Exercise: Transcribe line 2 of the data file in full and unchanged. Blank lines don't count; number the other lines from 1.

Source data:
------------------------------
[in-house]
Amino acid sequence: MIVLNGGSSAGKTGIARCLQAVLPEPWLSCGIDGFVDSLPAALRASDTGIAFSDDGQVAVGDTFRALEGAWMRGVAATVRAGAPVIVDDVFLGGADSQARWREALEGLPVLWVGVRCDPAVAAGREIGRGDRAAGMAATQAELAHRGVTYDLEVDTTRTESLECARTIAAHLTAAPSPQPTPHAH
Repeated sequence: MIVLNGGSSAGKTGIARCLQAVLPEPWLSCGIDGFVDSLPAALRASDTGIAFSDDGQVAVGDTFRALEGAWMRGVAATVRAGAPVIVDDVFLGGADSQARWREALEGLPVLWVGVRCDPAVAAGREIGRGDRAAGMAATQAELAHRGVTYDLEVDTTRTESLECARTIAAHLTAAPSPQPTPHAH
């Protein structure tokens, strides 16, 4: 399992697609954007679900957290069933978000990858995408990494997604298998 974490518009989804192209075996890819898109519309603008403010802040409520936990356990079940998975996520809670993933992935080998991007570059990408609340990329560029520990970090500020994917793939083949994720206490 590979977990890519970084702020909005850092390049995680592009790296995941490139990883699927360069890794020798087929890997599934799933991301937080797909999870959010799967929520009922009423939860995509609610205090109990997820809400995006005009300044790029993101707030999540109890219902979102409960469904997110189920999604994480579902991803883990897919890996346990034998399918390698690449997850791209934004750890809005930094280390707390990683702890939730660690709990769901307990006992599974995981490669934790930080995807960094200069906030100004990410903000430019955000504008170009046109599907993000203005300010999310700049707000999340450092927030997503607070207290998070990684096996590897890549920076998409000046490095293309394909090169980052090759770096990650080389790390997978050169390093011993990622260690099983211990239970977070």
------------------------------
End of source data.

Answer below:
Amino acid sequence: MIVLNGGSSAGKTGIARCLQAVLPEPWLSCGIDGFVDSLPAALRASDTGIAFSDDGQVAVGDTFRALEGAWMRGVAATVRAGAPVIVDDVFLGGADSQARWREALEGLPVLWVGVRCDPAVAAGREIGRGDRAAGMAATQAELAHRGVTYDLEVDTTRTESLECARTIAAHLTAAPSPQPTPHAH